I know this is a bete noir of mine but are we (and doctors) actually a little too precious about Blood Pressure. (discuss) . When I was a kid they used to judge it as 100+your age over 90 as being normal. Now anything over 135/80 is considered too high. I know that my body strives to run at around 145/85 -90 and all the drugs do seems to be to drive it down for a month or two till it decides it doesn't like that and reverts to "normal." . I know I felt better without the drugs (amlodopine and losartan) but my dear GP (bless her) worries about me and keeps trying to bring it down. I'm currently running out on the last hormone implant (known to raise BP) which I had in August but it will be about three months before it is cleared from my system so it will be interesting to see if my BP sudden;t drops again. Always provided that my PSA stays 0 and I don't have to start again. So many things affect us all and I'm not on any heart medication remember- apart form our old mate warfarin.


A subject close to my heart, in more ways than one. I have suffered from hypotension all my life which has caused syncope at worst and made it difficult to stand up or climb stairs at the best of times. My BP very rarely went above 100/60 so when diagnosed with AF and prescribed Biso I was very concerned, however, my GP said it also tends to stabilize BP and that is exactly what it helped to do, except when in AF when it just went so low it was dangerous - below 65/35 was the lowest recorded in the cardiac unit, at night the alarms kept going off and staff rushed to wake me to see if I was still conscious.

So.... I haven't read the report yet but going to but what I was told was that your kidneys and liver functions need a pressure of 90/60 to work, below that there is cause from concern. I don't think there is cause for concern unless your BP drops and stays below this level for an extended period of time. Sure meds will affect it and there will be fluctuations but sustained low BP is very debilitating and dangerous.

If my BP goes over 105/70 I feel great, but that is an unusual phenomena. Interestingly my daughter in law also suffers for hypotension so we commiserate! This is the first time I have ever heard of doctors taking this seriously as my previous GP when I went for advice just said to me 'aren't you the lucky one?' No!

My bp is sometimes low when I have an AF attack, I take losarten and bisoprolol, so it's being kept artificially low, at about 140/80ish, most of the time, but it gets higher and lower! So who knows? Seems totally random to me

I think Bob is right in wondering if we are a bit precious about blood pressure. I have had high BP since my young and fit days and it has been monitored for many years and treated with the usual Amlodipine/Lisiniprol drugs. Despite this, I was always fit and full of 'get on with it' energy. Since AF came along with the introduction of Bisoprolol, etc. my mojo has virtually disappeared along with most physical energy. My GP (bless him - he always has time for me) has differing ideas on BP than my Cardio, who seems to want to keep the BP low and pulse rate even slower. My GP is reducing the Bisop and I am now down to 7.5mg a week. I do feel better and the fact that my BP is around 142/65 seems to suit me.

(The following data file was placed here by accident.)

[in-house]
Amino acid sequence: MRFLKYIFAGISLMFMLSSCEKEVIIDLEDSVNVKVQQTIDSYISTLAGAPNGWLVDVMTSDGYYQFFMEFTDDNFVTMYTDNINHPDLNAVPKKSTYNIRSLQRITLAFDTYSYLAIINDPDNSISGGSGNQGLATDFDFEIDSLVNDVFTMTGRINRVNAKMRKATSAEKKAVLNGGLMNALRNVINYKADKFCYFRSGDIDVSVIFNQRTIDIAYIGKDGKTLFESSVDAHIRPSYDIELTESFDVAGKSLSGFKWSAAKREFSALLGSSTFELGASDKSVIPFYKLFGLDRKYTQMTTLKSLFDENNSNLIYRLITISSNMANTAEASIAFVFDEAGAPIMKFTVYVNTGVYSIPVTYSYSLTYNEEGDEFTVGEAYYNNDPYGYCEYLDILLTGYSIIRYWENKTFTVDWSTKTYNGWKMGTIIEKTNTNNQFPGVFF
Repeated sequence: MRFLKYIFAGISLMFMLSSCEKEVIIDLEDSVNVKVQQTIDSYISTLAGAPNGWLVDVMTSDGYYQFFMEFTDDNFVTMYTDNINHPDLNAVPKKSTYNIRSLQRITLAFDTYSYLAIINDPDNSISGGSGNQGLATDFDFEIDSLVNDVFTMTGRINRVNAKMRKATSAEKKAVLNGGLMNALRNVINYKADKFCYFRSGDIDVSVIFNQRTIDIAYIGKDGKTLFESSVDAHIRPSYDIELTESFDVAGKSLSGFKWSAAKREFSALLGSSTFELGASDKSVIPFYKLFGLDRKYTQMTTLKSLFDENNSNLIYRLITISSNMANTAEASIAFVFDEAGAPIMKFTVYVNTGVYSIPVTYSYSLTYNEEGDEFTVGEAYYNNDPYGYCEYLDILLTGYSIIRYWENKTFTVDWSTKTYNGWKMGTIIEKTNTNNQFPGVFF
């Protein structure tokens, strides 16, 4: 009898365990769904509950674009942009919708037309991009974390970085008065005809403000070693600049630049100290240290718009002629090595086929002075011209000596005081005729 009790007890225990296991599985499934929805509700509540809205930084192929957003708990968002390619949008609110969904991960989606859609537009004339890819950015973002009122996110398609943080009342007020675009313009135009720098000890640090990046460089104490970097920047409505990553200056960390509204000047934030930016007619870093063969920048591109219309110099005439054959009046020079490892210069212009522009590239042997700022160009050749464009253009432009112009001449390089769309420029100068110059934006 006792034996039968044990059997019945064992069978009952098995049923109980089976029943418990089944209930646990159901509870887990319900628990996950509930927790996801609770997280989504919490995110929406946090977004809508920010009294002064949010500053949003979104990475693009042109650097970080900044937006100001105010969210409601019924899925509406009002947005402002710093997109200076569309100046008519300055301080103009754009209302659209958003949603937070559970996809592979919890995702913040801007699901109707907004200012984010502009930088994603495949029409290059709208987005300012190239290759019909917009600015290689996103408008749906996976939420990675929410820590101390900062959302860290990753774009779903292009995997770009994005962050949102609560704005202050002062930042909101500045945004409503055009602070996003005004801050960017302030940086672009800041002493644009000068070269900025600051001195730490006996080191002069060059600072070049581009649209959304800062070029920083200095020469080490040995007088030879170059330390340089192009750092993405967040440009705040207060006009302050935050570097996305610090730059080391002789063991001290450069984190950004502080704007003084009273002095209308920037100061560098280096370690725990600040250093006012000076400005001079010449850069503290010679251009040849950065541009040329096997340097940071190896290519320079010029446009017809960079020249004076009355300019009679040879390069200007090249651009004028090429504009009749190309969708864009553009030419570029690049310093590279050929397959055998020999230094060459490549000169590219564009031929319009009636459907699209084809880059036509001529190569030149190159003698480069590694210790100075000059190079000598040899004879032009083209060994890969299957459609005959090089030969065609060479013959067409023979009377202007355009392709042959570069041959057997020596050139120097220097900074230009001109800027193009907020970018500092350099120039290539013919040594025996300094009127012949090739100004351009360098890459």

We are in the hands of our medical carers - but it is good to listen to ourselves too and provide feedback and hopefully help them to get on top of an obviously open ended condition.

I've just spent a week in hospital watching them doing obs every couple of hours or so. My BP was all over the place, varying between 88 and 140. At a BP of 103 or below I feel as if I'm about to pass out. On a couple of occasions I 've been given Bisoprolol on top of my Diltiazem, which I've subsequently discovered is dangerous, and I was on the verge of passing out when I was discharged.

EngMac in reply to ectopic1

I have been told that some blood pressure cuffs do not read correctly when a person is in AF. Has anyone heard this?

SRMGrandmaVolunteer in reply to EngMac

Many of the home cuffs are unable to get a reading when you are in AF. A person using a stethoscope and traditional blood pressure cuff can still measure it, and the cuffs in hospitals can too.


This is fascinating as one of the biggest causes for AF in the first place is longstanding history of hypertension. That pressure in the vessels, especially the pulmonary veins causes changes that beget AF. From the time I first learned to take a blood pressure, back in 1970, the gold standard for BP was always 120/80. They didn't prescribe meds until the systolic (top number) reached 140. Now they realize that is too high and all attempts are made to keep the systolic at 135 or lower. As we age, and with certain cardiac abnormalities the pulse pressure (number you get when you subtract the diastolic from the systolic) lets larger and that is called a widening pulse pressure which generally means poor elasticity of the vessels. Pulse pressure at 120/80 would equal 40. Today my BP is 130/70 so that pulse pressure of 60 is not ideal. My wildly fluctuating blood pressure has always been the bane of my existence.